, from Lugano, and Swiss saxophonist/clarinetist Nicolas Masson
, from Geneva, Maniscalco forms Third Reel, where he plays drums, the trio's self-titled debut
released earlier this year on ECM.
Maniscalo gave some insight into the recording of Third Reel
at the Lugano Studio. Issues such as the balancing of body and mind in music-making were touched upon, as well as the minimal means principle, the importance of early memory as a source in music and slowing things down.
The first concert of the day took place in the Frederiksberg district. Frederiksberg is a fashionable, green area in the western part of Copenhagen, with the oasis of Frederiksberg Gardens. It is more posh than Nørrebro and Vesterbro, and the people living here are usually older and more established. The main street through Frederiksberg is Gammel Kongevej: shopping, sushi restaurants, cafes and delis. The same is true for Værnedamsvej Street, which is both cozy and cool.
Pianist Nikolaj Hess
was playing in a duo with singer Caroline Henderson at Bartof Café, Ndr. Fasanenvej. Henderson, a well-known figure from the Danish scene, subbed for Dutch saxophonist Marc Momaas, from New York, who could not make it. Both are regular musical partners with Hess and a good indication of his musical and geographical range, the pianist dividing his time between New York and Copenhagen.
I decided to take a bike to get to different venues spread around the city. Copenhagen is a biker-friendly city, as popular as Amsterdam, even, and the bike paths were perfect, even though it took more than double the time to Fasanenvej, which meant more than 50 minutes. The next destination was back in the center of town at Kødbye, and then back to the northeastern part to Statens Museum for Kunst. After half a day crossing the city, some useful reference points were revealed and some good routes so that the next and final day, it went both more smoothly and quickly by bike.
Nikolaj Hess was probably the busiest musician in town during the festival. He did at least three concerts per dayvery often, even six. Finally meeting him for a talk on Sunday, before a trio concert with his two brothers, saxophonist Emil and drummer Mikkel, he had played the night before until 4 o'clock in the morning at Hess Spacelab, then took the early train to Aarhus in the northwestern part of Denmark for a festival gig, returned to play the trio gig and then, again, did the late night Hess Spacelab. The Spacelab was a regular jam spot in the center of the town, where festival artists like Joe Lovano
came to sit in. Still, Hess took the time for a relaxed talk about his last album, Trio
(Gateway, 2013), which he recorded last year in Brooklyn with Tony Scherr
as bassist and Kenny Wollesen
Bartof Café is one of the small club/café venues in Copenhagen with regular programming of attractive live concerts at a high level. During the festival. Hess played there in various combinations, with Pierre Dorge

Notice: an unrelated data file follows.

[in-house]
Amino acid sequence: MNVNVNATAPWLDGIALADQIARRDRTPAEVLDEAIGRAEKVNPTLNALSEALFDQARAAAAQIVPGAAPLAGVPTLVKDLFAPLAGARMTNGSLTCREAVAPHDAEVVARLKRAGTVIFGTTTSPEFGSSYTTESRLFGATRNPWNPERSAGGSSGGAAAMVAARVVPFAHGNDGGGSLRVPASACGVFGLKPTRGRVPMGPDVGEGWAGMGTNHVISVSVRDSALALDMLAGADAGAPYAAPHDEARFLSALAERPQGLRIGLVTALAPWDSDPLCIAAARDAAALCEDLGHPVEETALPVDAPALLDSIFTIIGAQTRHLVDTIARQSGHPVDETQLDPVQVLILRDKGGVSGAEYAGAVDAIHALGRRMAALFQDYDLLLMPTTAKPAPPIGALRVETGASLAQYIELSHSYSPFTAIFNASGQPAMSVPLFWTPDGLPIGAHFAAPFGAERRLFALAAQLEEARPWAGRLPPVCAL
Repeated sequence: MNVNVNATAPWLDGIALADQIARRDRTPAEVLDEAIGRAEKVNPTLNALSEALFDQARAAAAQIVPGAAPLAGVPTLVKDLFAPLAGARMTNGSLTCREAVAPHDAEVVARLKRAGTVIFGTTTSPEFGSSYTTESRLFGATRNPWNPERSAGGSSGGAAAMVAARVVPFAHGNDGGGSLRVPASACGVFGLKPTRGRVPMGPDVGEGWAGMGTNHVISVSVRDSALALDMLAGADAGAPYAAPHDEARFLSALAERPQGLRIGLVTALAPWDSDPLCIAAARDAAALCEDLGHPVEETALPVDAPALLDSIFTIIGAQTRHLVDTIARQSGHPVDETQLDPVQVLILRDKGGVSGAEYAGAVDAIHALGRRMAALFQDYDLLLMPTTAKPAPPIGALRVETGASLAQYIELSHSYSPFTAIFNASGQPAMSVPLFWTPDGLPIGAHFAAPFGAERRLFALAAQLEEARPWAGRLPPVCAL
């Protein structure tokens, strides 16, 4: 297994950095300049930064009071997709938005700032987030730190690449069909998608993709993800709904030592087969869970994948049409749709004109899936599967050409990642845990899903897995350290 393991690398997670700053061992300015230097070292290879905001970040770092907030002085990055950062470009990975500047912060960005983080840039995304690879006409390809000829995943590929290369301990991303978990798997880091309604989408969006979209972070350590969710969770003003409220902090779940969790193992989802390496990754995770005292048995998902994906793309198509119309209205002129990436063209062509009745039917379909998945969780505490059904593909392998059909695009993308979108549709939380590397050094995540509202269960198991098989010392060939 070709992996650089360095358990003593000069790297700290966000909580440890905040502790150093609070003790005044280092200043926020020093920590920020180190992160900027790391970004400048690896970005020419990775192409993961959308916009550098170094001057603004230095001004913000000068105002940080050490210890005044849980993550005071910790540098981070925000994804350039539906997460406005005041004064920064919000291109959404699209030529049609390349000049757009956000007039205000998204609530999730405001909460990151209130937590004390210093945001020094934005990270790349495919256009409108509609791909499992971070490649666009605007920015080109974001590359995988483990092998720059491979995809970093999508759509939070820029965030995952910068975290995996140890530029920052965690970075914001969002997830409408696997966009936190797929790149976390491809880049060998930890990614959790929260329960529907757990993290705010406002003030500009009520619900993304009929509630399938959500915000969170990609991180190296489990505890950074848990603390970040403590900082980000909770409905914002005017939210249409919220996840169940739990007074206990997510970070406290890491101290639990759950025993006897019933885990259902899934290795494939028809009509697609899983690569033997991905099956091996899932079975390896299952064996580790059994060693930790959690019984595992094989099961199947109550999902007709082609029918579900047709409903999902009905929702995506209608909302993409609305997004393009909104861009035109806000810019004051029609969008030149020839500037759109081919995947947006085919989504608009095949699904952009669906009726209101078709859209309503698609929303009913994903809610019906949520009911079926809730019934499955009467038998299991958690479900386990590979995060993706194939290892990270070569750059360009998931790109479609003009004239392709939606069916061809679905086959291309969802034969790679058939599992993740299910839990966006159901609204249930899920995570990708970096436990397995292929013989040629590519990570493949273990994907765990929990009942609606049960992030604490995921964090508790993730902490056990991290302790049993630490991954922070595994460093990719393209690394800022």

, George Garzone
, Jonas Westergaard, Bob Rockwell
, Christine von Bülow, Sissel Vera Pettersen and Malene Mortensen, to name a few. Hess and Henderson went through wonderful renderings of American standards or evergreens, and some really remarkable versions of Kurt Weill songs. A big pleasure on an early Saturday afternoon in the summer!
After this intimate gig, a meeting with young Danish saxophonist/composer Niels Lyhne Løkkegaard revealed his latest projects. Løkkegaard released the extraordinary Vesper
(Self Produced) last year. He was probably one of the rare exceptions of a Copenhagen jazz musician whodue to the birth of his second childwas not involved in any festival gigs. He is very much into exploring different aspects tone colors, their layering, extension and expansion. His newest work, written solely in his head and then recorded with a group of apt performers, explores the interferences of tonal colors of multiple clarinets. It reveals a process that works more and more for the composer.
From Frederiksberg, it was then back on the bike to the ILK venue in Kødbye, where the threesome of reedist Sture Ericson, bassist Nils Bo Davidsen and drummer Peter Bruun were playing. Bruun was part of an impressive performance with trombonist Samuel Blaser and guitarist Marc Ducret at Jazzdor in Berlin. Here it was a revelation once again, because of the masterful inventive way these musicians created real-time music.
Both Davidson and Ericson are top-notch musicians, with bassist Davidson perhaps one of the best-kept secrets of Danish jazz. They played one long piece, which started with a kind of sound exorcism and continued as a miraculous flow of abstract sounds. Unusual sound configurations proceeded in a fluent and seemingly logical way, creating a wondrous coherent whole. After this surprising experience Bruun met for a chat which touched on questions like unintended involvement in the creative process of real-time musicits paradoxes, tensions and pitfallsand the dialectics of rules, patterns and clichés. Bruun has two new releases on vinylUnder The Mile Off Moon